Overdraft fees are just one of many features within the banking system that harm low-income consumers and consumers of color. For instance, people of color pay higher costs for loans. A recent FDIC study found significant disparities in loan pricing: “Black and [Latinx] borrowers paid approximately six basis points more in interest rate than White borrowers for conventional purchase loans.” The study also found that Black and Latinx borrowers paid more in total loan costs compared with white borrowers.
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A different 2022 study from the FDIC found meaningful differences in loan denial rates between people of different races and ethnicities. Even after controlling for credit scores, income, debt, and loan value, the study showed that Blacks and Latinxs are considerably more likely than whites to be denied a loan and that the disparity grows for those who have lower credit scores.
Finally, people of color pay higher costs to use deposit accounts, with Latinxs paying, on average, $14 per month for ATM, overdraft, and routine service charges on their checking accounts, while Black account holders pay $12 a month. In contrast, whites pay an average of $5 per month.
Democratic Structures Can Improve Our Banking System
Public policy can make the banking system more equitable by ensuring that low-income people have a meaningful role in institutional decision making. This goal can be advanced both by growing community-owned institutions and by expanding democratic structures that elevate communities in banking decisions that affect them.
Credit unions are the most prevalent community-owned financial institution. They are structured as member-governed nonprofit cooperatives that enable community members to vote for and sit on the institution’s board of directors. They also generally offer lower cost financial products than other banks and provide inclusive products and services. Some credit unions, especially those that are also community development financial institutions (CDFIs) and/or minority depository institutions (MDIs), serve the needs of undocumented immigrants by accepting individual taxpayer identification numbers (ITINs), offering services in different languages, and installing branches in communities with few banking services.
These institutions, however, have far fewer resources than traditional banks. As of the first quarter of this year, there were nearly 5,000 credit unions in the United States with combined total assets of over $2 trillion. Additionally, there are currently more than 1,000 CDFIs, which receive grants from the federal government to serve low-income communities and have over $250 billion dollars in assets. MDIs, which are owned by people of color, total just under 150 with $320 billion in assets. Comparatively, the banking sector has combined assets of nearly $23 trillion.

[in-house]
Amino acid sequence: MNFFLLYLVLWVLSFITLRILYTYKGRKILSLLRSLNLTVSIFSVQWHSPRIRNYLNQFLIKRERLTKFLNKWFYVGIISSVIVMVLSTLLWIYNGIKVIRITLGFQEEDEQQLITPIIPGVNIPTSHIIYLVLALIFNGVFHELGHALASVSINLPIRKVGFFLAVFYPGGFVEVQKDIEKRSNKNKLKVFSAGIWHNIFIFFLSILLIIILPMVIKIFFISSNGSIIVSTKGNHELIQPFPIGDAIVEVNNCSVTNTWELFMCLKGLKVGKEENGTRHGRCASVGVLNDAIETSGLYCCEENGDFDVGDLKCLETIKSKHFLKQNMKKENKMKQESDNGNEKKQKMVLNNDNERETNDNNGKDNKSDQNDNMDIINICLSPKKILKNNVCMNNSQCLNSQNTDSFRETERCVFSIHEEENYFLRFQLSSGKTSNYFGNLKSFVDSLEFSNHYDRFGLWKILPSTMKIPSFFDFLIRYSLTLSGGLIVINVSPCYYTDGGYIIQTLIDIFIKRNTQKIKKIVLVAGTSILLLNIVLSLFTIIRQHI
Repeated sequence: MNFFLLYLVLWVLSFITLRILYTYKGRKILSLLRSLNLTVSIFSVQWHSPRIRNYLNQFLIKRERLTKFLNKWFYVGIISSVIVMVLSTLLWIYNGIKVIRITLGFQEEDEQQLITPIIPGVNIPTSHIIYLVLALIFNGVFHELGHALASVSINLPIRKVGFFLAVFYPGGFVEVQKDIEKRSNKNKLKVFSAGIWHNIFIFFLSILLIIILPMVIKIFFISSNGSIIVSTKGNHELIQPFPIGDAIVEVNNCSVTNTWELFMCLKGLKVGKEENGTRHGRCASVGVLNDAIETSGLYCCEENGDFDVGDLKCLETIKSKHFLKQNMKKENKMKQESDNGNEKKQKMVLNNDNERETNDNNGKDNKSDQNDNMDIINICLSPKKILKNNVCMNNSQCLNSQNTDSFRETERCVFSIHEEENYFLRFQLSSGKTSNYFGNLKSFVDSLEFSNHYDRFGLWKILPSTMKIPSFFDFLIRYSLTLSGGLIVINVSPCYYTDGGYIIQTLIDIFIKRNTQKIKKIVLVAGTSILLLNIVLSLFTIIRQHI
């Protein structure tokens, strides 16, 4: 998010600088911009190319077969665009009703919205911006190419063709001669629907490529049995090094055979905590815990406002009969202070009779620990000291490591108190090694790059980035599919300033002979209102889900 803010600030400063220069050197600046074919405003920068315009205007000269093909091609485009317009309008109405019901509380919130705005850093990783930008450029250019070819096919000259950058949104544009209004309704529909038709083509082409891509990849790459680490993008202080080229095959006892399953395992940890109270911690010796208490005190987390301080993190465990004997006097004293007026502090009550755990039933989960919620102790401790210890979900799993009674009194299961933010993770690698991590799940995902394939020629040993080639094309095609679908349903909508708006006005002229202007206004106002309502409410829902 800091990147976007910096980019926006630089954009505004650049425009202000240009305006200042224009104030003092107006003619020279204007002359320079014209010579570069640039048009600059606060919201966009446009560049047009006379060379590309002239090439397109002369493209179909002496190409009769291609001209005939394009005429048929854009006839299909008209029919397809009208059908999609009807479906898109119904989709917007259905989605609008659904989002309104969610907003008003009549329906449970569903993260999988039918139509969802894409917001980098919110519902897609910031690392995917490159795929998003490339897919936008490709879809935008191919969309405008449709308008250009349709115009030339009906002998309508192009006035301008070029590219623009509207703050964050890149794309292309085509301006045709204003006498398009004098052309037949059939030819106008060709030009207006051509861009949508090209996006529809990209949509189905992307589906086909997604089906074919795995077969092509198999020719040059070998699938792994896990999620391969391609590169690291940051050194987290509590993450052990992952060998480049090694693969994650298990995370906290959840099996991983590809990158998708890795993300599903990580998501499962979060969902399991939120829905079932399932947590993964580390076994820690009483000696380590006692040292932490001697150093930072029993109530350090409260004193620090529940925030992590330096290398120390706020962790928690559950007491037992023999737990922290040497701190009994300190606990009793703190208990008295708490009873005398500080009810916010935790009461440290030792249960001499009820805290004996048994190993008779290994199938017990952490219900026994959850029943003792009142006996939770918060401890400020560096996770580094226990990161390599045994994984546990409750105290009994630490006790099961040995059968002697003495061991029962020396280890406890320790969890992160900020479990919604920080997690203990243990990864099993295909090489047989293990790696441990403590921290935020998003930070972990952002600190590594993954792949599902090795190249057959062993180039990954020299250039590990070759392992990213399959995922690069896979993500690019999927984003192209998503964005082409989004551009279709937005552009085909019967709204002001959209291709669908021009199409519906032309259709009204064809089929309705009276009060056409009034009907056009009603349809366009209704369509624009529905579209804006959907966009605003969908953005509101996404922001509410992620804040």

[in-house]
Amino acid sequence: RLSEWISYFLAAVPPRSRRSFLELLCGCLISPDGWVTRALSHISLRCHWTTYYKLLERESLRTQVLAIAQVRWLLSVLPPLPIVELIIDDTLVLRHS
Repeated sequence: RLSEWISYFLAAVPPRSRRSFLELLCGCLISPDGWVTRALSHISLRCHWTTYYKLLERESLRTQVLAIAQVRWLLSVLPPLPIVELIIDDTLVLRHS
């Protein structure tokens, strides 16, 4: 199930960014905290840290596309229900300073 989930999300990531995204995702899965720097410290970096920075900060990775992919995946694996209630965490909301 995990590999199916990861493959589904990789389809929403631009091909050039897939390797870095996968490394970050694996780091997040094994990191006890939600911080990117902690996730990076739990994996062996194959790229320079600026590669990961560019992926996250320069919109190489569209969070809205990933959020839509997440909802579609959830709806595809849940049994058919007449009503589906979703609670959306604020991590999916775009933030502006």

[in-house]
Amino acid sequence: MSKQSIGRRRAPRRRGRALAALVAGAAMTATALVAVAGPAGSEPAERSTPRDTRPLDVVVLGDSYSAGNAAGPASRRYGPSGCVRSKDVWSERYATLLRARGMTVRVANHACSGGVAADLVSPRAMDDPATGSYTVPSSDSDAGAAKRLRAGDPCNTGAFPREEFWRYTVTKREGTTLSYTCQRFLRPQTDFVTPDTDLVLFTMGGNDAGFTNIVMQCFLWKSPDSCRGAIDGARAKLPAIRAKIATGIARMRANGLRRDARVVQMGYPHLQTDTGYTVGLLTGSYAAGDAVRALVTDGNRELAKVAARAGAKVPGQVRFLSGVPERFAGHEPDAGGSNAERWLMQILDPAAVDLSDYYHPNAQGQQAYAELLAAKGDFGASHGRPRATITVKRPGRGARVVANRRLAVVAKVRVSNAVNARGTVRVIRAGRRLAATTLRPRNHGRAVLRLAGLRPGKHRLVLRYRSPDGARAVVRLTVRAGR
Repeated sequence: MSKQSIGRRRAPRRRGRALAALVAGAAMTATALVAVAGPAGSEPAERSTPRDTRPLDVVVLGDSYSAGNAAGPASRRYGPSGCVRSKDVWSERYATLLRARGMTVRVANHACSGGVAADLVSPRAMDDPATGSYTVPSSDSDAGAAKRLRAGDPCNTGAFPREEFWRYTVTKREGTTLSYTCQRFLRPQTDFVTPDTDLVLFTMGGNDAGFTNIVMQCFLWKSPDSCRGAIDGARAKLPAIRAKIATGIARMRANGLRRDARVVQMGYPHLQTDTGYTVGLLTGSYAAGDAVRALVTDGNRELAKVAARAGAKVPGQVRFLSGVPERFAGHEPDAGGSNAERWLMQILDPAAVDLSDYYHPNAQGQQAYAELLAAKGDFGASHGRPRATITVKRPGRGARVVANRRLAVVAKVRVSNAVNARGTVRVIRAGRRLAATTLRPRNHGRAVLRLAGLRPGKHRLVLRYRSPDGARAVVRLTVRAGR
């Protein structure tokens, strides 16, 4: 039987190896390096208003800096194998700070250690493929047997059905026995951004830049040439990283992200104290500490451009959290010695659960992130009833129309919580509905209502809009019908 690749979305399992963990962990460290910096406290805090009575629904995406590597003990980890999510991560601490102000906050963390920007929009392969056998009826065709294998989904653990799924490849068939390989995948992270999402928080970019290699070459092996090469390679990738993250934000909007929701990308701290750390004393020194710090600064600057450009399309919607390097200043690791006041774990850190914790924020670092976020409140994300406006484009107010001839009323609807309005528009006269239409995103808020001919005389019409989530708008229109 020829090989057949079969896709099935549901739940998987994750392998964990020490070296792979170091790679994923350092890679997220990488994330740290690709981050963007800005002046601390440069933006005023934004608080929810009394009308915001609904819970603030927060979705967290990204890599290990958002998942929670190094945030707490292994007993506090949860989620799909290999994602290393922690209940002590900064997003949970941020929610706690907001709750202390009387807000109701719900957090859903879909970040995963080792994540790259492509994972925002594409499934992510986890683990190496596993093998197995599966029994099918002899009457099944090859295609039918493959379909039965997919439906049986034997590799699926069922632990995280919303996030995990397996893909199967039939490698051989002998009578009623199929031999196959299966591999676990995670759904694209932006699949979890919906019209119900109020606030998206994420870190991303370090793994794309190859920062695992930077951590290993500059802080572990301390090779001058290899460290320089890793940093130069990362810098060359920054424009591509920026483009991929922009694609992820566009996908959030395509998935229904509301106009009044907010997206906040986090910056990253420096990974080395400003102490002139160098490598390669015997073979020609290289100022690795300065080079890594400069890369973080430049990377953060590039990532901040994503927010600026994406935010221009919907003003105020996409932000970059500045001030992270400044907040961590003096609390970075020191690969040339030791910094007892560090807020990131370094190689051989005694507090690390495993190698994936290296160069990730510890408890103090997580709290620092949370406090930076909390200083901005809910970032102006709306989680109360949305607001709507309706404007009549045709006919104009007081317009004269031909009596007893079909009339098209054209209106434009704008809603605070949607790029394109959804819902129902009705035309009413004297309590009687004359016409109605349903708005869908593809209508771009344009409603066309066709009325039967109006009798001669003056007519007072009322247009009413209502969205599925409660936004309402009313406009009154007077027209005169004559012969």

These financial institutions need more capital to keep their costs low, reach more low-income communities, and compete with larger banks. Government support of the CDFI Fund at the US Department of Treasury is one key source of capital.
The Advancing Technology to Support Inclusion Act is another potential source of investment that could grow CDFIs and MDIs. This legislation has not yet been introduced into Congress, but my organization, UnidosUS, is advocating in support of the bill, which would provide $6 billion over four years for CDFIs and MDIs to fund vital technological upgrades.
Regulations that give community members influence in banks’ decision-making processes can also improve the banking system. For example, federal regulators can require that banks meet with community advisory committees to allow low-income communities to voice their needs directly to decision-makers within financial institutions. A community advisory committee could be empowered to negotiate institutional commitments to improve banking practices if a community is overburdened with overdraft fees or is failing to receive its fair share of lending and investment.
Furthermore, regulators and Congress can also give community-based groups the ability to grade a financial institution’s performance in a Community Reinvestment Act (CRA) examination. Bank regulators recently closed a rulemaking process and are expected to make substantial changes to the law that could strengthen
Making Banking Accountable to Communities
New consumer protections, such as the Overdraft Protection Act, would help make the banking system more equitable. However, overdraft is just one aspect of a financial system that produces inequitable results for low-income people and people of color.
Ultimately, both the banking industry and working-class people can benefit from an approach that holds financial institutions accountable to communities’ needs. Democratic practices that include communities in institutional decision making can advance this goal. As such, we must continue to embed democratic values in public policy discussions to mitigate extractive banking practices, improve financial institution relationships with consumers, and encourage community-centered business models that value the inclusion and wellbeing of everyone.